Imagine if the 50 billion budget for HS2 was to be used for improving things like the construction of more efficient large-scale capacity renewable energy systems. Say the Thames barrage, Severn Barrage and a Humber Barrage for power generation. The UK currently generates about 1.5% of its electricity from hydroelectric schemes. There are other potential sites around the UK that could be used. Hydro generation would be almost around the clock generation of power due to the effects of the high point of the tide occurring in different locations at different times of the day.

Small-scale capacity: hydro plant producing less than 5 megawatts.
There is also small-scale capacity scale generation on river weirs where there is a nearby usage for the generated power. For instance the two Archimedes screw generators installed on the River Thames, at Romney Weir, represent the production of 300KW of electricity that will reduce CO2 output by 500 tonnes a year. Generation at Teddington Weir for instance could produce 500KW. Enough to power up to 800 houses. There are similar plans for Sunbury Weir, Bell Weir, Viaduct Weir, Boveney Weir at Windsor, Boulter's Weir at Maidenhead, Marlow Weir in Buckinghamshire, Goring Weir and Osney Weir in Oxfordshire.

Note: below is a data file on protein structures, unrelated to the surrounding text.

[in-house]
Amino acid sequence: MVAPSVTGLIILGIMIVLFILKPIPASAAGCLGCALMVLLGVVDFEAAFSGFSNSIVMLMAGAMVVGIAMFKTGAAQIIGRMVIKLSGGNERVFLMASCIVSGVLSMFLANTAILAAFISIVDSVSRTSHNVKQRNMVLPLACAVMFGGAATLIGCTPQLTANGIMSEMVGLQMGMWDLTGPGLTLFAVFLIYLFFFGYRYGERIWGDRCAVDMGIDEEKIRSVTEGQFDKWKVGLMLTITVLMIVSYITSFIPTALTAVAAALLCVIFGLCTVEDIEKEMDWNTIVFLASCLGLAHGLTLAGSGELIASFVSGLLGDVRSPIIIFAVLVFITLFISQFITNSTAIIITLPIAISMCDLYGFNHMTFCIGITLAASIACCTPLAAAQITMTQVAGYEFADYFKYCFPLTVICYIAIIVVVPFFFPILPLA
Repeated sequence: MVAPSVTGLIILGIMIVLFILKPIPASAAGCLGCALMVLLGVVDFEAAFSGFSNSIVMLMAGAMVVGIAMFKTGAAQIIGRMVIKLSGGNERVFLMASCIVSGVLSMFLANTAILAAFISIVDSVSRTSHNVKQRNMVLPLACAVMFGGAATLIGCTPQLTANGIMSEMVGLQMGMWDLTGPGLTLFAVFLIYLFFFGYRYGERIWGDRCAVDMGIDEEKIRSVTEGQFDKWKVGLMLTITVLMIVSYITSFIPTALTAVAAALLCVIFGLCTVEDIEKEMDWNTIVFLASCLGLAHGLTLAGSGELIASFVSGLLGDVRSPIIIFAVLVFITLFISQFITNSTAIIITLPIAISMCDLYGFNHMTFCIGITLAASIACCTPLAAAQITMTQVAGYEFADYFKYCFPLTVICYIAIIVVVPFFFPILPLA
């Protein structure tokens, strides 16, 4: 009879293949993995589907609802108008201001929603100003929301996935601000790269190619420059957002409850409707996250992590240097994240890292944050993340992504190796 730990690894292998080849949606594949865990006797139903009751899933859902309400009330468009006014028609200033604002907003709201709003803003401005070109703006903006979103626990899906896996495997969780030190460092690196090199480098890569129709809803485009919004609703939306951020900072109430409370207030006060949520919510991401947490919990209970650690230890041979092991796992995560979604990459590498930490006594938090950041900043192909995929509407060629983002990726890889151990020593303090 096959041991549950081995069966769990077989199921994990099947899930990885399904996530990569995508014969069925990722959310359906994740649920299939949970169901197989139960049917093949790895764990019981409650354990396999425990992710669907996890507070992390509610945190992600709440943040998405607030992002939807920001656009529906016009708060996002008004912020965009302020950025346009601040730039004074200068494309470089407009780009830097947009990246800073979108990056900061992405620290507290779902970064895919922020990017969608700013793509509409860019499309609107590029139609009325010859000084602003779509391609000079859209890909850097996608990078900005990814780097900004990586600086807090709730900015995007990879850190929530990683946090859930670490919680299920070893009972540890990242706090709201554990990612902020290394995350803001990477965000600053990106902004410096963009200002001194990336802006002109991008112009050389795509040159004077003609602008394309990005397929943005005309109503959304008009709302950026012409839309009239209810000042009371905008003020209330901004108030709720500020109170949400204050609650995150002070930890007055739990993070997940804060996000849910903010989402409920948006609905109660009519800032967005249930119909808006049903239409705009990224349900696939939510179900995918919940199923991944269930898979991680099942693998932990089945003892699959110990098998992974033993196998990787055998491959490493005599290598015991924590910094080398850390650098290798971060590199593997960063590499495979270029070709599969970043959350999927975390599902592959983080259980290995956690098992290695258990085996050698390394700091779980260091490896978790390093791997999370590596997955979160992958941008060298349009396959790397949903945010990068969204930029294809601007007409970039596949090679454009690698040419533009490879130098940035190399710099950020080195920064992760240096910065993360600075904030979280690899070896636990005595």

Micro-scale capacity: hydro plant producing less than 50 kilowatts.

Micro-scale capacity generation such as at Greenholme Mill on the River Wharfe which has started to generate electricity. Enough for about 300 homes at a cost £700,000 and will produce around 14,000 megawatt hours of electricity a year.

EU legislation made it compulsory for energy efficiency ratings to be published in all UK homes for sale advertisements. Home owners are now required to commission an energy performance certificate (EPC) before putting a property on the market. The legislation will effectively put an energy efficiency grading on ever house that is advertised for sale. But what if all new buildings were required to include solar power and or solar heating in the design.